As it does for any personal interaction, it takes work to keep a friendship strong.  It takes work to keep a marriage strong.  It takes work to keep your Christian life and witness strong.

Cherish your friends.  Keep in touch.  Speak to them on the phone or in person, don’t just rely on the email that you have programmed in the Hallmark app so it goes out to the list automatically. 

Blessed is the one who calls someone else friend.  Blessed, indeed, is the one who calls Jesus not only Friend but Savior and Brother.

Thank You, Lord, for giving us the marvelous gift of friendship with others, the gift of joy and laughter, the gift of memories and sweet thoughts about those who have come into our lives.  Thank You, Father, for giving us the best friend we could ever imagine, the Lord Jesus Christ, our Savior and our Brother, our Everlasting Friend.

WHAT DID I SAY?

The other day I was looking at our table setting and pondered the place mats.  On the front, as I was looking at it, is a border with a paisley design running down the center.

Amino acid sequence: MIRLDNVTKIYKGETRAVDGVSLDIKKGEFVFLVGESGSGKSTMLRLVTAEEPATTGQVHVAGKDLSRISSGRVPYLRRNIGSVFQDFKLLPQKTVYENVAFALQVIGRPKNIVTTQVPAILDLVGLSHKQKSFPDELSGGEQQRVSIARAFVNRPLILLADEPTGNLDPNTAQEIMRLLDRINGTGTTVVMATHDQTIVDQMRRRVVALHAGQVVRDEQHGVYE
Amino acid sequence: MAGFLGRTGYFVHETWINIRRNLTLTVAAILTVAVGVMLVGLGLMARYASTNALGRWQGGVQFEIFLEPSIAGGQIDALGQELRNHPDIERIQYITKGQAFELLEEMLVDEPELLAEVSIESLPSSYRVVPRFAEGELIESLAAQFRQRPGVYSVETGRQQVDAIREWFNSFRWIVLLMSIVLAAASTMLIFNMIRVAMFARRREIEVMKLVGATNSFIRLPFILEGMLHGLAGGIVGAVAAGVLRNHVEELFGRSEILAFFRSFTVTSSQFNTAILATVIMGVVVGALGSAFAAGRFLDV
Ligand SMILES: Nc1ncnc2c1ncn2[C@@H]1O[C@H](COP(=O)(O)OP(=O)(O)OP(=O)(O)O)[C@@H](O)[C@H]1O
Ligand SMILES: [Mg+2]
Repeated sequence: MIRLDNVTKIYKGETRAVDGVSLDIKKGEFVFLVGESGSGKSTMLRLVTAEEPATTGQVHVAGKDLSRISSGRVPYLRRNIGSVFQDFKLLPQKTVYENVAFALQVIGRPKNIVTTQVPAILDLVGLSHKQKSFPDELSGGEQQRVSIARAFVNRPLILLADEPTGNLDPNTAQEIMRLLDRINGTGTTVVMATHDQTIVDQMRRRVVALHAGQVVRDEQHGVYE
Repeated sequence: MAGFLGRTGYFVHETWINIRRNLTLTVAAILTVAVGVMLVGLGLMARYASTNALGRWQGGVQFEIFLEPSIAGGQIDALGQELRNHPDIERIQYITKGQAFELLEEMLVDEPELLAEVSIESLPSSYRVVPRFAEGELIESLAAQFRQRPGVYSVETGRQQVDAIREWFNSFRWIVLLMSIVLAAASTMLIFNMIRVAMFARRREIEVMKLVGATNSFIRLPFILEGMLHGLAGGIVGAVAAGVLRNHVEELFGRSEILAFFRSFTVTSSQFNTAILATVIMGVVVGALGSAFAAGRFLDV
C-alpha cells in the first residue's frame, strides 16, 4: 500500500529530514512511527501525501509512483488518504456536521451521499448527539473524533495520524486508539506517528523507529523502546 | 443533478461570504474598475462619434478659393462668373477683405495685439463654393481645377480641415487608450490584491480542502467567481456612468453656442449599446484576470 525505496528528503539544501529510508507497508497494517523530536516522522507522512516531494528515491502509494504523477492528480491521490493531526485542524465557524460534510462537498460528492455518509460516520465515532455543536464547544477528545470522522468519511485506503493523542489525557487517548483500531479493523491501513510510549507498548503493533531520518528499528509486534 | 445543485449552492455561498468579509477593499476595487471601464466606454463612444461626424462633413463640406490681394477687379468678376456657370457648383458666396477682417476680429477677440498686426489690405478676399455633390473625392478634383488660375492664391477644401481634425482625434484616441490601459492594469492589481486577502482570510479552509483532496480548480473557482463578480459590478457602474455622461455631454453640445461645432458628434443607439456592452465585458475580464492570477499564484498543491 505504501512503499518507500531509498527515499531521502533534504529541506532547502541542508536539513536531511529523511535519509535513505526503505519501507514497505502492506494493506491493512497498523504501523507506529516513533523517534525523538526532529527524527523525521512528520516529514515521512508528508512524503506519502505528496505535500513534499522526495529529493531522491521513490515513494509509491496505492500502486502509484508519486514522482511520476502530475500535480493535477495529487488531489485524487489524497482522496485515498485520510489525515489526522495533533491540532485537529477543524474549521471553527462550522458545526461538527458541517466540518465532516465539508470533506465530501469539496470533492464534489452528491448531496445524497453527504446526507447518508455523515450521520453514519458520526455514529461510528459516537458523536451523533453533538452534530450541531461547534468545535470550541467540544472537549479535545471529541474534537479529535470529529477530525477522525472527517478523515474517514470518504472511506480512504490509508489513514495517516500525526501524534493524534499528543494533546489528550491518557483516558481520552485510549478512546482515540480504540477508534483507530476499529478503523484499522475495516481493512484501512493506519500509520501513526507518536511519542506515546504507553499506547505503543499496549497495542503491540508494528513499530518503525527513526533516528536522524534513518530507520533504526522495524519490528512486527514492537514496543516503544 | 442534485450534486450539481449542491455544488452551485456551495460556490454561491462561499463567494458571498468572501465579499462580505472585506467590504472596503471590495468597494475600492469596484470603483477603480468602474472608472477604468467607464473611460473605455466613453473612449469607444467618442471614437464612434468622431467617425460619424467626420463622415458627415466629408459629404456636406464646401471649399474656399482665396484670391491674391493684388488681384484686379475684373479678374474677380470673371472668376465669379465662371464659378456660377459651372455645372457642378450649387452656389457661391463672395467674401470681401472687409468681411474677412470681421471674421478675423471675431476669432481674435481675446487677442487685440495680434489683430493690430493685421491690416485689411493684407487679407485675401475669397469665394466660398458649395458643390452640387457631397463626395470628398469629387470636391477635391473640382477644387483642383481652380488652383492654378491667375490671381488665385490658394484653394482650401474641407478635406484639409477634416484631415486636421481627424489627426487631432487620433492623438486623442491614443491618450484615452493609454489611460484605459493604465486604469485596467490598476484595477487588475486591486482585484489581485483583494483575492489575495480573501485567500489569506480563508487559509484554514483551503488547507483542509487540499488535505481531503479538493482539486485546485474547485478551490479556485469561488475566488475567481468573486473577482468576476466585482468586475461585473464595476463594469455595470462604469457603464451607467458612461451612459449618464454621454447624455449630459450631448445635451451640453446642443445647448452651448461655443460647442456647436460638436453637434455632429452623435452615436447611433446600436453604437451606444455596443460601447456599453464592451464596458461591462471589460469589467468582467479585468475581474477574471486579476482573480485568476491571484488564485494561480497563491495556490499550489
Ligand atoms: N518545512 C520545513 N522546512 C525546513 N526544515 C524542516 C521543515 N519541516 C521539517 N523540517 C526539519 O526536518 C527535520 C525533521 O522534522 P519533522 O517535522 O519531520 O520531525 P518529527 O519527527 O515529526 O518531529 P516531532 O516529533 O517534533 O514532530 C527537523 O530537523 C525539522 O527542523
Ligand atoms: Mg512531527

placemat front

The back is the same fabric as the border, uniform and without any extra design. 

placemat back

The place mat performs the same function, no matter which side is up; but the two sides are definitely different.

It made me think of what people say, and how sometimes they say one thing when, immediately thereafter, they say something else.  Or, they may say the same words on two occasions, but the meaning is very different.  For example, consider the words “Bless her heart!”  Said with a loving spirit, the words can be comforting, to be sure.  But, said with a condescending tone (as sometimes occurs in the South!), those same words indicate anything but blessing! 

Scripture says much about our speech.  Indeed, a search for the word “word” reveals hundreds of instances of its use in the text of Scripture.  Here are some illustrations of speech and its ramifications:

Words can bring about thanksgiving and praise to the Lord, such as when Abraham’s servant found Rebekah and she was given to him to take to Isaac as his wife: